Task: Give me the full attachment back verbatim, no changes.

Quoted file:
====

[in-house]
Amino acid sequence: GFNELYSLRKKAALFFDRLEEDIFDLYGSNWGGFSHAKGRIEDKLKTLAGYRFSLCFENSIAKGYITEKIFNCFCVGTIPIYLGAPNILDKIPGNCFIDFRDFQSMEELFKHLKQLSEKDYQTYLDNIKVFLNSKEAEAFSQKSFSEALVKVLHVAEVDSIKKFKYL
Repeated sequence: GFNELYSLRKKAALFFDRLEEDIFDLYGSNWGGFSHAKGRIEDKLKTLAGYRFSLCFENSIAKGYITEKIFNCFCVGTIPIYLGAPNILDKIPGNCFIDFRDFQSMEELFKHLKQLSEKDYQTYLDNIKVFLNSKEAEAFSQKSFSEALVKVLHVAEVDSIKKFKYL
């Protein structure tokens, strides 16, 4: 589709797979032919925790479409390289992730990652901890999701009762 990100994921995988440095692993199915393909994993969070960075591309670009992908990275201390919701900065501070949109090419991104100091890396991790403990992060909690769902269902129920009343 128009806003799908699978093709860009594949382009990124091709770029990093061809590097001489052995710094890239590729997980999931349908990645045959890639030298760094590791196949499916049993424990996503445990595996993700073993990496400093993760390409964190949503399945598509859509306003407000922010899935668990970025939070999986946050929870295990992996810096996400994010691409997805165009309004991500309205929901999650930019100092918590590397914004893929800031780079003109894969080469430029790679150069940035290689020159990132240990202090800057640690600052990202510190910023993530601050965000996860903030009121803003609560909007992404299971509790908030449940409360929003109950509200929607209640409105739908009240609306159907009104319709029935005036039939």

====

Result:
[in-house]
Amino acid sequence: GFNELYSLRKKAALFFDRLEEDIFDLYGSNWGGFSHAKGRIEDKLKTLAGYRFSLCFENSIAKGYITEKIFNCFCVGTIPIYLGAPNILDKIPGNCFIDFRDFQSMEELFKHLKQLSEKDYQTYLDNIKVFLNSKEAEAFSQKSFSEALVKVLHVAEVDSIKKFKYL
Repeated sequence: GFNELYSLRKKAALFFDRLEEDIFDLYGSNWGGFSHAKGRIEDKLKTLAGYRFSLCFENSIAKGYITEKIFNCFCVGTIPIYLGAPNILDKIPGNCFIDFRDFQSMEELFKHLKQLSEKDYQTYLDNIKVFLNSKEAEAFSQKSFSEALVKVLHVAEVDSIKKFKYL
């Protein structure tokens, strides 16, 4: 589709797979032919925790479409390289992730990652901890999701009762 990100994921995988440095692993199915393909994993969070960075591309670009992908990275201390919701900065501070949109090419991104100091890396991790403990992060909690769902269902129920009343 128009806003799908699978093709860009594949382009990124091709770029990093061809590097001489052995710094890239590729997980999931349908990645045959890639030298760094590791196949499916049993424990996503445990595996993700073993990496400093993760390409964190949503399945598509859509306003407000922010899935668990970025939070999986946050929870295990992996810096996400994010691409997805165009309004991500309205929901999650930019100092918590590397914004893929800031780079003109894969080469430029790679150069940035290689020159990132240990202090800057640690600052990202510190910023993530601050965000996860903030009121803003609560909007992404299971509790908030449940409360929003109950509200929607209640409105739908009240609306159907009104319709029935005036039939």